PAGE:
As our mobile devices grow thinner and more powerful with each passing generation, it’s inevitable that we start to run into their thermal limits more frequently. Although past devices were slow and thick enough to run full tilt practically indefinitely, this is no longer possible on today’s devices like the LG G3, which are really meant to only run at full speed for small packets of time. And while shrinking die processes have helped cooling considerably, this still can’t really keep up with our high power mobile SoCs in demanding circumstances such as gaming.
Luckily, ever since the now archaic Pentium 4, mainstream processors have employed increasingly intricate methods of thermal throttling to make sure that the rising CPU temperatures don’t damage our hardware. But while continual load and higher temperatures won’t damage our hardware quite as readily as before, this does nothing to prevent the damage to our user experience when throttling takes place.
XDA Senior Member Robshr decided to take a stab at the throttling issue on the LG G3, and he came up with a flashable zip that tweaks the throttling algorithm so it doesn’t bump down your clockspeed so aggressively. The first three throttling bumps have had their temperature points and clockspeeds raised, allowing for the device to essentially tolerate a higher working temperature level. However, the remaining four throttling bumps have been left at their stock positions in order to minimize possible device risk.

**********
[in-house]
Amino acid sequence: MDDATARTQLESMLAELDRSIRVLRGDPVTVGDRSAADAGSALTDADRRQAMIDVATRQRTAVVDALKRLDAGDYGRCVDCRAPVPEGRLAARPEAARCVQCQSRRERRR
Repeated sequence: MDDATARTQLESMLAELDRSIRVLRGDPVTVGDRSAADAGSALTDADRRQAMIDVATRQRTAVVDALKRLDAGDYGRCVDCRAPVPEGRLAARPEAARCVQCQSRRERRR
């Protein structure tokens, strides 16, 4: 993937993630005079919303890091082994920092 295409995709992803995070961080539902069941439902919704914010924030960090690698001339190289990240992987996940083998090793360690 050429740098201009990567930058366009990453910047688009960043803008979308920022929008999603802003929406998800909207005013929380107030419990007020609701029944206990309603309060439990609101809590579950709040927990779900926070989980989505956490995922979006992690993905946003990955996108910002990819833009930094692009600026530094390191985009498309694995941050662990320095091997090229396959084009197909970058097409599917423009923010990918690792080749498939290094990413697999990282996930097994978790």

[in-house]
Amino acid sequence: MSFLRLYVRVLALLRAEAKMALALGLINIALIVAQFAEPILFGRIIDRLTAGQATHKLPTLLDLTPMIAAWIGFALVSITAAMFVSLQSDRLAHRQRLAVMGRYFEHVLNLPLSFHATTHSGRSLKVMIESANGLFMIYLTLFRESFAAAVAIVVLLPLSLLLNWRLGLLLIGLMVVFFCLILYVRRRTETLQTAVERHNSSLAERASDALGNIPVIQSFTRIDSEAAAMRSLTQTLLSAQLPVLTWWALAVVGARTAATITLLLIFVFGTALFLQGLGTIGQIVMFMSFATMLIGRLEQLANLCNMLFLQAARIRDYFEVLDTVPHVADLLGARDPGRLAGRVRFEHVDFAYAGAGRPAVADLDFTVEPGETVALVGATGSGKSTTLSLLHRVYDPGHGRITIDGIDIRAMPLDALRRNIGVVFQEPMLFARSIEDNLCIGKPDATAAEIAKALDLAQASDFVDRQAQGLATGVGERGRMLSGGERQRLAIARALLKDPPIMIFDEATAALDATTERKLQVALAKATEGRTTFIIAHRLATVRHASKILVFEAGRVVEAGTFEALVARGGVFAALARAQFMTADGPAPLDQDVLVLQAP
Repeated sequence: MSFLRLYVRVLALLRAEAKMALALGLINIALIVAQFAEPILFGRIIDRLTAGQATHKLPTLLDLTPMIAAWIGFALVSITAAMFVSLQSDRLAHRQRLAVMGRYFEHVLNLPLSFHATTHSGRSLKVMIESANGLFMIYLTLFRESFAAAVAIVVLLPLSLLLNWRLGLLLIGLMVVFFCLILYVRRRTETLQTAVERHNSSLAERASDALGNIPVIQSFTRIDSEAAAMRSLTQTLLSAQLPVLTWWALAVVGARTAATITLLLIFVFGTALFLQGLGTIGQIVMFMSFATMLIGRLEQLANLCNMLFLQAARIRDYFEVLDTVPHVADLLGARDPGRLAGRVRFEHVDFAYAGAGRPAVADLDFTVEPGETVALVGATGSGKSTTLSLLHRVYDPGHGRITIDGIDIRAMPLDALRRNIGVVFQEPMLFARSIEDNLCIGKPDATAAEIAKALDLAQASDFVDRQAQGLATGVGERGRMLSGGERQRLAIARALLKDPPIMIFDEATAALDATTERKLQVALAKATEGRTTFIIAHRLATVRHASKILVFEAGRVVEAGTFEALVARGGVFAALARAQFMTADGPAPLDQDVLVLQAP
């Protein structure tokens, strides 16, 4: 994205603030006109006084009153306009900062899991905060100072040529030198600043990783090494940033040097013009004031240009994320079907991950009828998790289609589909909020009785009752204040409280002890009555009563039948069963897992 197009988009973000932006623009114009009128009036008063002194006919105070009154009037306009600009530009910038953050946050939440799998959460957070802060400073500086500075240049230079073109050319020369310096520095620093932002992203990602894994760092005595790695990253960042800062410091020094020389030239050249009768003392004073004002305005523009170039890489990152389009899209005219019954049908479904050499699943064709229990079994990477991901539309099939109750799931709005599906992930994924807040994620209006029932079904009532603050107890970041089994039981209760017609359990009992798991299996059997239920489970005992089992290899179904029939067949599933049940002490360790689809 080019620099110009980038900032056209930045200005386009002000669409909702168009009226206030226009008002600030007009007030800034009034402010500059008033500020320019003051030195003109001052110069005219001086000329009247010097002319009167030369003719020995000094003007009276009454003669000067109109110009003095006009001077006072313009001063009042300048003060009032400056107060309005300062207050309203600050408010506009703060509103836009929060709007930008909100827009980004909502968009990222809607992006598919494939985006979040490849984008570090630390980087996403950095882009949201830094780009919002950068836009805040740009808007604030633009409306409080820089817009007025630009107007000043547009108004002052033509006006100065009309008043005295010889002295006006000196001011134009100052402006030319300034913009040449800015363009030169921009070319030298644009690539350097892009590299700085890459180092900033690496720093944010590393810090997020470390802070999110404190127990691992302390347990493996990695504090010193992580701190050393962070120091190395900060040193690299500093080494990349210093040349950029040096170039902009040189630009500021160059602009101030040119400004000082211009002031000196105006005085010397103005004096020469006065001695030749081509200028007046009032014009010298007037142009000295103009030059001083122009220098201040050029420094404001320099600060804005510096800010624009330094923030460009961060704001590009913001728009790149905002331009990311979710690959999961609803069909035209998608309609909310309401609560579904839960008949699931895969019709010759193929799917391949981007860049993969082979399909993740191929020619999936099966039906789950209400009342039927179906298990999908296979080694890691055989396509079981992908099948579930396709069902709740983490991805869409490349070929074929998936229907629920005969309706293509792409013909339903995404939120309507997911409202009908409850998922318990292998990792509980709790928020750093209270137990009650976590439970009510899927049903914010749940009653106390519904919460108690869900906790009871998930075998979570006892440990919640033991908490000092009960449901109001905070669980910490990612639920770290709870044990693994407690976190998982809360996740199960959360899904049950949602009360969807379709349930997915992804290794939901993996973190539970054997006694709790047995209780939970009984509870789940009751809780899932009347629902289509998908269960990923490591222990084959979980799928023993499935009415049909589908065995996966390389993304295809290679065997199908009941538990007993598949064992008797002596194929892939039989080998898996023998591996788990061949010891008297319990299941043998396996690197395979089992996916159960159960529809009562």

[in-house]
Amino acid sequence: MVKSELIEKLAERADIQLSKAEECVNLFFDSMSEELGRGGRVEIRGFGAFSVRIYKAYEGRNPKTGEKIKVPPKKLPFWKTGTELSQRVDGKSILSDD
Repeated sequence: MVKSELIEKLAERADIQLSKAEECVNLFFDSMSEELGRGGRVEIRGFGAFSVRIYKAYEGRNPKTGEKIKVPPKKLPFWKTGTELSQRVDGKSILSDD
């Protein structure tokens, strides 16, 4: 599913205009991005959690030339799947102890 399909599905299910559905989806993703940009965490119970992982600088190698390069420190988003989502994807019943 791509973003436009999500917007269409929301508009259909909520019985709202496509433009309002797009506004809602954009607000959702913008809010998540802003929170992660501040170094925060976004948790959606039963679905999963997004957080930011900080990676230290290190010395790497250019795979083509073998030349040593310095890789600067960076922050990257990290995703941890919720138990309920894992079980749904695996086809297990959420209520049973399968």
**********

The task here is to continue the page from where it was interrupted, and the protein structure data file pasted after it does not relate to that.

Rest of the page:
So how does this work in practice? So far, the results have been promising, with many users reporting improved performance in intensive tasks. Naturally, however, performing such a modification is risky. And even though leaving the four last bumps in their stock positions helps with device safety, it is unclear how prolonged mildly elevated temperatures will affect your device. That said, it’s also highly likely that you will have already gone through several generations of new devices before any problems even arise.